Kickstarter Lesson #29: Hometown Press and Local Media

11 April 2013 | 6 Comments

Local Kickstarter entrepreneur developing winery board game - ksdk.comUnlike most aspects of your Kickstarter project, hometown press is something you can only pursue after your Kickstarter project is somewhat successful. If you haven’t launched or you’ve only raised a small portion of your goal, you don’t really have a compelling story yet.

With Viticulture, I waited to pursue hometown press until we had reached around $15,000 in funding. By that point we were already the second-most funded Kickstarter project ever in St. Louis, so I used that as a pitch to the press. It worked out, and I appeared on the local news and in the St. Louis newspaper (check out the photo there–the photographer told me to look at the window and then slowly turn my eyes towards the camera. The effect is downright creepy. Newspaper sales probably dropped that day as a result).

As I was preparing to write this entry, I realized that there is someone else who is far more qualified to write about hometown press, especially after something special happened with his previous Kickstarter project. Thus I have the pleasure of introducing a special guest post from Patrick Nickell, the owner of Crash Games. Patrick just launched a Kickstarter project for his latest board game, Paradise Fallen. I’ll leave the rest to Patrick!


lost dutchmanWhen running a Kickstarter Campaign it is easy to overlook things. It’s pretty much a forgone conclusion that you are going to miss something before you click that green rocket. Thankfully most things you can adjust on the fly. One thing that you can’t afford to miss is something you probably hadn’t even considered, sending out a Press Release.

A well written Press Release can capture the attention of your local media and perhaps even national media. This can lend some serious exposure to your Kickstarter Campaign and really rally your community around your efforts.

When my company, Crash Games, launched our second game on Kickstarter, “The Lost Dutchman” we sent out a press release to a slew of local media (I’ll let you know more about doing this in just a bit) and it took a nice chunk of effort to do this but we knew that it would most likely be worth the effort. The Legend of The Lost Dutchman is a local Phoenix area legend that has existed for over 100 years and there are plenty of reminders of that legend by way of Tourist Shops, Local Museums, a State Park and people still go missing in the mountains to this day looking for the gold mine of The Lost Dutchman, also known as Jacob Waltz. All of this local lore helps tremendously in getting the attention of the media.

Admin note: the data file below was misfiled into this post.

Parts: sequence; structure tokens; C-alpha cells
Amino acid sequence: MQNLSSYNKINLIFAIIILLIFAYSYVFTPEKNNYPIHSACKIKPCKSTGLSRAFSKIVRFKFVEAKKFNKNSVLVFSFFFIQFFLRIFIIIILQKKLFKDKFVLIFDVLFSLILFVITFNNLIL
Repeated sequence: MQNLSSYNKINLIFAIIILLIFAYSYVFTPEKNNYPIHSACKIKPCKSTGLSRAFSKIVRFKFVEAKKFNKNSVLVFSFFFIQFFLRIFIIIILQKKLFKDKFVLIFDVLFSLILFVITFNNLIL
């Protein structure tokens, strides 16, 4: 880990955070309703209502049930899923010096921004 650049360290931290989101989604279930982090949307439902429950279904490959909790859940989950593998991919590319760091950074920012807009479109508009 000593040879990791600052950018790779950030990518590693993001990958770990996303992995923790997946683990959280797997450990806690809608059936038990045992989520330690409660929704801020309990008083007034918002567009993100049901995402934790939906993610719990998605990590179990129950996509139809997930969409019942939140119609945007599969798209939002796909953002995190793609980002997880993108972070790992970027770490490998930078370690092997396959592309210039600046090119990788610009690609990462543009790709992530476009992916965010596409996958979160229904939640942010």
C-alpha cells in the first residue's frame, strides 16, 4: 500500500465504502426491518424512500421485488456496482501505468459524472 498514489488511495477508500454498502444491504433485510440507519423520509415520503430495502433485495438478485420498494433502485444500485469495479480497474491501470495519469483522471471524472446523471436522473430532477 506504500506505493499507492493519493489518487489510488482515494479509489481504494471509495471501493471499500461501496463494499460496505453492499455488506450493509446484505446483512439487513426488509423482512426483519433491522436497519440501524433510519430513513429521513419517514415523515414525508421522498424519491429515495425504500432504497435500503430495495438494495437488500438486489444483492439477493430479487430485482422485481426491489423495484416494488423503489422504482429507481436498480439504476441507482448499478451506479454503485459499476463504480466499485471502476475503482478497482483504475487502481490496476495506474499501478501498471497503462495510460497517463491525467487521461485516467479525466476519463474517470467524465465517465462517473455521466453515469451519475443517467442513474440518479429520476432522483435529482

Even though I’ve been a published writer and columnist in two newspapers I had no idea how to write a press release. After researching it I put what I thought was a nice press release together and went about the business of getting it to all of the news sources. There are a lot of options to getting a press release out; particularly there are options that can cost quite a bit of money. I chose to go the affordable option and I made a list of all local media I wanted to get in touch with from television to newspapers and even radio stations. I found all of their submission requirements and sent the press release out.

I was very excited when I got a phone call a day later from a news reporter from an FM Radio News Station that wanted to interview us. After this interview I started getting a lot of calls. A lady from a newspaper reporter from a small newspaper in the community of Gold Canyon near the Superstition Mountains wanted to interview us. Another bigger newspaper, The East Valley Tribune, wrote up a small story on us and put us on the cover of their Sunday paper. The E.V. Tribune story was picked up by national media and we had a small blub on MSNBC.